It may be a case of haves and have nots.
It may also be a political power struggle.
For whatever reason, only 13 of 47 underperforming Nevada schools — which were under consideration to be converted to charter schools for 2017-18 — took advantage of a state-created compromise, called a “performance compact.”
Schools and districts that agreed to the compact would have three years to improve to become at least a three-star school on the state’s five-star rating system. In those three years, they would be spared the possibility of being converted into a charter through the Achievement School District.
Clark and Washoe counties, which have the majority of the underperforming schools, declined to enter into the performance compact, saying they could improve the schools themselves.
“You have my promise as a trustee that I will never support this,” Clark County School Board member Chris Garvey told administrators at a recent meeting. “Because I think you guys are working so hard and your hearts are in the right places, and we need to continue to support you.”
But some rural school districts have embraced the idea. For Nye County School Superintendent Dale Norton, it was a no-brainer.
“We don’t run on as big budgets as other people, particularly the county next door,” he said, referring to Clark. “I look at any type of commitment or partnership that I can make with the Department of Education or any other agency that can help us as a win for us.”
State Board of Education President Elaine Wynn said it was unfortunate some of the local districts declined to sign performance compacts and said the strained relationships between the state board and the Clark County School Board over various issues may have been a factor.
“CCSD and the state board are at odds over certain things that are now in a dynamic state of flux,” she said Thursday during a state board meeting. “Until the adults resolve their issues and we clear that all up, we can’t go back to being kid-centric.”
A MATTER OF RESOURCES
Pathways, an alternative middle and high school, and Round Mountain Elementary School are the two Nye County schools finalizing compacts, which create a tighter bond between state and local leaders to implement interventions.
The intense opposition to the Achievement School District never really took off in Nye County, even though two of its schools were among the first 47 under consideration. Norton said he was initially “skeptically optimistic” about the program, but he is confident the partnership will pay off for his students.
“I think we’re going to be golden,” he said. “The other districts are so big they may have their own internal changes they may be implementing. We’re so limited on resources.”
Mineral, Lincoln, Elko and Carson City schools also entered into performance compacts for their underperforming schools and are working with Jana Wilcox-Lavin, superintendent in residence of the Achievement School District.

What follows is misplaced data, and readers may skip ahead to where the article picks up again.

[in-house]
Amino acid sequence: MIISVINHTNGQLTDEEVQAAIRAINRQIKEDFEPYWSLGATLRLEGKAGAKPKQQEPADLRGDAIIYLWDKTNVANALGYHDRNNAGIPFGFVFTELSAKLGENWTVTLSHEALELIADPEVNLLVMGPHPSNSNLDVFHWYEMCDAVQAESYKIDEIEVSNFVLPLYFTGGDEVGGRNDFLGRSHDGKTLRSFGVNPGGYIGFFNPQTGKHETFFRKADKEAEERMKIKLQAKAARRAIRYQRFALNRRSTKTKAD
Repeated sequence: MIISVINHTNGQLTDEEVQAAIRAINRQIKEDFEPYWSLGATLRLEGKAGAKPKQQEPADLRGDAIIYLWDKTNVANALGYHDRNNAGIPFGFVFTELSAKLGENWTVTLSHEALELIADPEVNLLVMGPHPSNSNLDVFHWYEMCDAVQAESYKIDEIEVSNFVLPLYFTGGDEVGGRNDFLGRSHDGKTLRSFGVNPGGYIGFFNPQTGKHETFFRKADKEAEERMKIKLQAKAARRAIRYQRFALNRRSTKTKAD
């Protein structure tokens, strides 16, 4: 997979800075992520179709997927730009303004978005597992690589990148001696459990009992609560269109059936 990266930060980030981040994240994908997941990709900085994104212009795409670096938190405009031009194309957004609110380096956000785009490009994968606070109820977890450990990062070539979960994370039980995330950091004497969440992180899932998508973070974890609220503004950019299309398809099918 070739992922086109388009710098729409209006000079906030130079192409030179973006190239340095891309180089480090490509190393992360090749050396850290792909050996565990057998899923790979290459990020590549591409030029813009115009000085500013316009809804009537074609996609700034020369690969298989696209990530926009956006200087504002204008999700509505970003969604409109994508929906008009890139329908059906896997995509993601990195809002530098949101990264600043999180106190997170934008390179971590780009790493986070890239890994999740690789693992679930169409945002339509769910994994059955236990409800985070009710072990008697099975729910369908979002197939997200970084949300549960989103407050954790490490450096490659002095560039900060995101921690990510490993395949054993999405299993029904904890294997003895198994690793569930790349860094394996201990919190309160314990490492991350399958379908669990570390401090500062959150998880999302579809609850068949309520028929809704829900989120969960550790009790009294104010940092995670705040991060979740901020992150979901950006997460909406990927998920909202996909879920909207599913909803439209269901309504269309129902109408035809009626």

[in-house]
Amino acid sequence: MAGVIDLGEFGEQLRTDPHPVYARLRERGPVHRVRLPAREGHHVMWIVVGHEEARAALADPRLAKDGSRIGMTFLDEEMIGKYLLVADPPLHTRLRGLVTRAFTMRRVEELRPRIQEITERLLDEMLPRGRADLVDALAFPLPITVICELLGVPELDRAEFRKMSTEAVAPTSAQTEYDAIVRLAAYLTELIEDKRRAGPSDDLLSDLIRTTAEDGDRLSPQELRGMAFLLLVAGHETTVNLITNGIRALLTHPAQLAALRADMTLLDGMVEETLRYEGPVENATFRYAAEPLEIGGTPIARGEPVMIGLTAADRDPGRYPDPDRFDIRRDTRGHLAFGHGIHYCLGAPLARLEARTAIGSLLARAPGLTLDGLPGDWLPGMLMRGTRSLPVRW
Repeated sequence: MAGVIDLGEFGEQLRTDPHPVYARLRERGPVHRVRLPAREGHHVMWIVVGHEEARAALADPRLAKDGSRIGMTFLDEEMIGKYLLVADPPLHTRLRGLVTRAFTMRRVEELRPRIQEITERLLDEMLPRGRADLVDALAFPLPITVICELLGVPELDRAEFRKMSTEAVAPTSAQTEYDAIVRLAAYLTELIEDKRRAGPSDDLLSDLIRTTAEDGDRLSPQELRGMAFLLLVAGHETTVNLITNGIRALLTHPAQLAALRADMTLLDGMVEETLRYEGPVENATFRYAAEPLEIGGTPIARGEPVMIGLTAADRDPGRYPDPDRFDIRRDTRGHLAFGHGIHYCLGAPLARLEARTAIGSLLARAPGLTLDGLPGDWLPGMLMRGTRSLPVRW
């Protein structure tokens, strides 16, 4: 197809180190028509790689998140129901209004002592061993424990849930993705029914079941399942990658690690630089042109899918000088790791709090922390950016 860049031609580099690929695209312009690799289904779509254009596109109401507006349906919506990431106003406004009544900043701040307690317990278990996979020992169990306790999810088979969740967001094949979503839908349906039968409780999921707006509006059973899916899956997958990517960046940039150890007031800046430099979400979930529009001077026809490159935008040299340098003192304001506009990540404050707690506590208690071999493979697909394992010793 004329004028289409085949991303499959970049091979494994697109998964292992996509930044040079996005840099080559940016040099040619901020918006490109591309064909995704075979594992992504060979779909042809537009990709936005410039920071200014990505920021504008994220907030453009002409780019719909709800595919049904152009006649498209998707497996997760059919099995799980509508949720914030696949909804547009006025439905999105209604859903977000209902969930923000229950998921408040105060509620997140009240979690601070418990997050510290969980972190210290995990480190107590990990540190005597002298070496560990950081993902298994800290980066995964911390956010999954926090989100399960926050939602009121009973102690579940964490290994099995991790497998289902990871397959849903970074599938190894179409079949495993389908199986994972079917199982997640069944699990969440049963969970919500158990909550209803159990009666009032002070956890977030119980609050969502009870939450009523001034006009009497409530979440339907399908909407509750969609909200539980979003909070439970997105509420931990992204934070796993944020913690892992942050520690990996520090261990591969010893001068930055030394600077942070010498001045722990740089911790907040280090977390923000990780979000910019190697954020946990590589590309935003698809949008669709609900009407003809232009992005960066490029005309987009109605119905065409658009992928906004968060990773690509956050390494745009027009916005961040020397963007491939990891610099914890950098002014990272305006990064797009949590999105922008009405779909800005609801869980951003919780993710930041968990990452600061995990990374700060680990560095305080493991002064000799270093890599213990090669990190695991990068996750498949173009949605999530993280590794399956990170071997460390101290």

“There are four of our more rural districts that have really embraced our performance compacts,” she said.
Officials in Washoe County, which had two listed underperforming schools, said the district would improve the schools on its own.
“The two WCSD schools that would have qualified have become part of WCSD’s Acceleration Zone, a component of our own accountability model that provides high leverage intervention for schools that need additional support. WCSD also had concerns that the 3-year performance targets had not yet been adequately defined and that our schools could face unintended consequences,” Deputy Superintendent Kristen McNeill said in a statement.
Clark officials cited similar reasons. The charter program and the state-mandated district reorganization have caused tension between local and state leaders, including a lawsuit filed by the Clark County board over the reorganization.
In an effort to entice Clark and Washoe, state Superintendent Steve Canavero extended the original deadline to sign a performance compact, leaving it open-ended for districts to get involved.
“I ask that we use this opportunity to start anew, setting aside differences we may have in favor of the one area of absolute agreement,” Canavero said in a letter to Clark County board. “Let’s put our commitment to students in writing. The entire team at the department stands ready to support.”
The Achievement School District is off to a slow start after being written into law in the 2015 legislative session.
A federal raid on one of the charter operators poised to take part in the achievement district last month put a temporary halt on the 2017-18 rollout of the program. As a result, no traditional public schools in the state will become charters under the program until at least the 2018-19 school year.
Futuro Academy will open as a charter near Cambiero Elementary, and Agassi Prep will convert into a Democracy Prep school as part of the program.
Although Democrats in both the Assembly and the state Senate are working on legislation to eliminate the program, the state is moving forward, including proposed changes in how schools get involved.
“There are families that do want significant change,” Wilcox-Lavin said. “We’ve proposed regulations that formalize the processes and really put parents in the driver’s seat.”
That includes allowing parents and communities to petition the state for a school to be converted into a charter.
The proposed regulations have not been approved yet.